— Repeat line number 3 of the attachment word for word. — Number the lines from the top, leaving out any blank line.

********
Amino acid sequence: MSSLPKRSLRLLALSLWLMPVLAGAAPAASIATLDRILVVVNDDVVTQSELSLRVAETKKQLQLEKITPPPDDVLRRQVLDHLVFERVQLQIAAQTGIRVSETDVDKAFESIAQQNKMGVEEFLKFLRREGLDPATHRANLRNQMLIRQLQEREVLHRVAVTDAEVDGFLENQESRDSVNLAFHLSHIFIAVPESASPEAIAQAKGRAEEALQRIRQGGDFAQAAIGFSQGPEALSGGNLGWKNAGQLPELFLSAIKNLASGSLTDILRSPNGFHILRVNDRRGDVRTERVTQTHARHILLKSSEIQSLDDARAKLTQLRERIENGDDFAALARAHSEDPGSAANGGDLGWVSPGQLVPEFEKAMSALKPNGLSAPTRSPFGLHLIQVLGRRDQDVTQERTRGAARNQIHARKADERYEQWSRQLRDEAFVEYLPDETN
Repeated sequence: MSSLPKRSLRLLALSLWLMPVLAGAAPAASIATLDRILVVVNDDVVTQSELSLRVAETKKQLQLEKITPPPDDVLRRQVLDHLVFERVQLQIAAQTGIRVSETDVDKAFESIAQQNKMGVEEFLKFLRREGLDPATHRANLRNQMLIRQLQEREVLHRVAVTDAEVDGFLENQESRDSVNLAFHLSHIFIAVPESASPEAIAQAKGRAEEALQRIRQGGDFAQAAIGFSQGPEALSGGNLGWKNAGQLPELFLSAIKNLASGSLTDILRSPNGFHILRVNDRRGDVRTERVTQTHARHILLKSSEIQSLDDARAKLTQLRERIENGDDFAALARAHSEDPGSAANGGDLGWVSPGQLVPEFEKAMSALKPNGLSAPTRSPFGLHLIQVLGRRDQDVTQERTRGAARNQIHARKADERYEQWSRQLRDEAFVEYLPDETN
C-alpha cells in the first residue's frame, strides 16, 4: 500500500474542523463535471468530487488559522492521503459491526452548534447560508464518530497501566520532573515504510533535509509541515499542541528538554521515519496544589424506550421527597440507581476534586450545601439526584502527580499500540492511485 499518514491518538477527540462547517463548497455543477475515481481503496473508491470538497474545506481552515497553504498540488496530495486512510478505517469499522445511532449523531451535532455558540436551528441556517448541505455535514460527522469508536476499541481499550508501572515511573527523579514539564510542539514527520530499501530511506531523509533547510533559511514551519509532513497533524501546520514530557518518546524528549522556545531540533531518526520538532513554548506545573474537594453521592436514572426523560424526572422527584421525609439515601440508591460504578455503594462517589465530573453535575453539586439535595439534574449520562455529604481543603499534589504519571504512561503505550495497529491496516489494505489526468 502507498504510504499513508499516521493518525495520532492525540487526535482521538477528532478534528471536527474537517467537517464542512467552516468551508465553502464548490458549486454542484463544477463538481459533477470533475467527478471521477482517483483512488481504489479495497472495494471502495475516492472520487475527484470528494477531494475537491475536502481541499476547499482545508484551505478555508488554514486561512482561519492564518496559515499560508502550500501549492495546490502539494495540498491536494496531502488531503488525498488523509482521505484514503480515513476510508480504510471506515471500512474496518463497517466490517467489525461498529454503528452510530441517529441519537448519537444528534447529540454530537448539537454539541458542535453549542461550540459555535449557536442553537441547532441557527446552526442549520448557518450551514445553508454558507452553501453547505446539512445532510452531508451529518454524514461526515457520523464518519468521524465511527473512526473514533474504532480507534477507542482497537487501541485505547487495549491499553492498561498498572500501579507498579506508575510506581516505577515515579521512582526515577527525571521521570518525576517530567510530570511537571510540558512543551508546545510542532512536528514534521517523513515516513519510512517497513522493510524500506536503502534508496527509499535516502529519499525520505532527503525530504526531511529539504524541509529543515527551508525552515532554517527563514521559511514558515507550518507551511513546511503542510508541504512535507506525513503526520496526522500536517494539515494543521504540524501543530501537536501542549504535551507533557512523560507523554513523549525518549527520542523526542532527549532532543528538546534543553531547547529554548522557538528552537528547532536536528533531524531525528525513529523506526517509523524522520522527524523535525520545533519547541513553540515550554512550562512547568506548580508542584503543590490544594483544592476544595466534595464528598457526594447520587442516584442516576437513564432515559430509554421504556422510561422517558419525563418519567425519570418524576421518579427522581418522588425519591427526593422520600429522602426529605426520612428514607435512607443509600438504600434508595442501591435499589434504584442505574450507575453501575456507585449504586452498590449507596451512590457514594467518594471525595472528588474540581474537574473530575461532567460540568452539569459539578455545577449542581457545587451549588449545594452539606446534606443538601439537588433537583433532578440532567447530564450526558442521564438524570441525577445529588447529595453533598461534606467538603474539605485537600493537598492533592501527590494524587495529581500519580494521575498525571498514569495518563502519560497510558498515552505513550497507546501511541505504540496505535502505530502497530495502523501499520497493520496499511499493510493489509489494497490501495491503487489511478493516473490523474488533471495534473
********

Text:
C-alpha cells in the first residue's frame, strides 16, 4: 500500500474542523463535471468530487488559522492521503459491526452548534447560508464518530497501566520532573515504510533535509509541515499542541528538554521515519496544589424506550421527597440507581476534586450545601439526584502527580499500540492511485 499518514491518538477527540462547517463548497455543477475515481481503496473508491470538497474545506481552515497553504498540488496530495486512510478505517469499522445511532449523531451535532455558540436551528441556517448541505455535514460527522469508536476499541481499550508501572515511573527523579514539564510542539514527520530499501530511506531523509533547510533559511514551519509532513497533524501546520514530557518518546524528549522556545531540533531518526520538532513554548506545573474537594453521592436514572426523560424526572422527584421525609439515601440508591460504578455503594462517589465530573453535575453539586439535595439534574449520562455529604481543603499534589504519571504512561503505550495497529491496516489494505489526468 502507498504510504499513508499516521493518525495520532492525540487526535482521538477528532478534528471536527474537517467537517464542512467552516468551508465553502464548490458549486454542484463544477463538481459533477470533475467527478471521477482517483483512488481504489479495497472495494471502495475516492472520487475527484470528494477531494475537491475536502481541499476547499482545508484551505478555508488554514486561512482561519492564518496559515499560508502550500501549492495546490502539494495540498491536494496531502488531503488525498488523509482521505484514503480515513476510508480504510471506515471500512474496518463497517466490517467489525461498529454503528452510530441517529441519537448519537444528534447529540454530537448539537454539541458542535453549542461550540459555535449557536442553537441547532441557527446552526442549520448557518450551514445553508454558507452553501453547505446539512445532510452531508451529518454524514461526515457520523464518519468521524465511527473512526473514533474504532480507534477507542482497537487501541485505547487495549491499553492498561498498572500501579507498579506508575510506581516505577515515579521512582526515577527525571521521570518525576517530567510530570511537571510540558512543551508546545510542532512536528514534521517523513515516513519510512517497513522493510524500506536503502534508496527509499535516502529519499525520505532527503525530504526531511529539504524541509529543515527551508525552515532554517527563514521559511514558515507550518507551511513546511503542510508541504512535507506525513503526520496526522500536517494539515494543521504540524501543530501537536501542549504535551507533557512523560507523554513523549525518549527520542523526542532527549532532543528538546534543553531547547529554548522557538528552537528547532536536528533531524531525528525513529523506526517509523524522520522527524523535525520545533519547541513553540515550554512550562512547568506548580508542584503543590490544594483544592476544595466534595464528598457526594447520587442516584442516576437513564432515559430509554421504556422510561422517558419525563418519567425519570418524576421518579427522581418522588425519591427526593422520600429522602426529605426520612428514607435512607443509600438504600434508595442501591435499589434504584442505574450507575453501575456507585449504586452498590449507596451512590457514594467518594471525595472528588474540581474537574473530575461532567460540568452539569459539578455545577449542581457545587451549588449545594452539606446534606443538601439537588433537583433532578440532567447530564450526558442521564438524570441525577445529588447529595453533598461534606467538603474539605485537600493537598492533592501527590494524587495529581500519580494521575498525571498514569495518563502519560497510558498515552505513550497507546501511541505504540496505535502505530502497530495502523501499520497493520496499511499493510493489509489494497490501495491503487489511478493516473490523474488533471495534473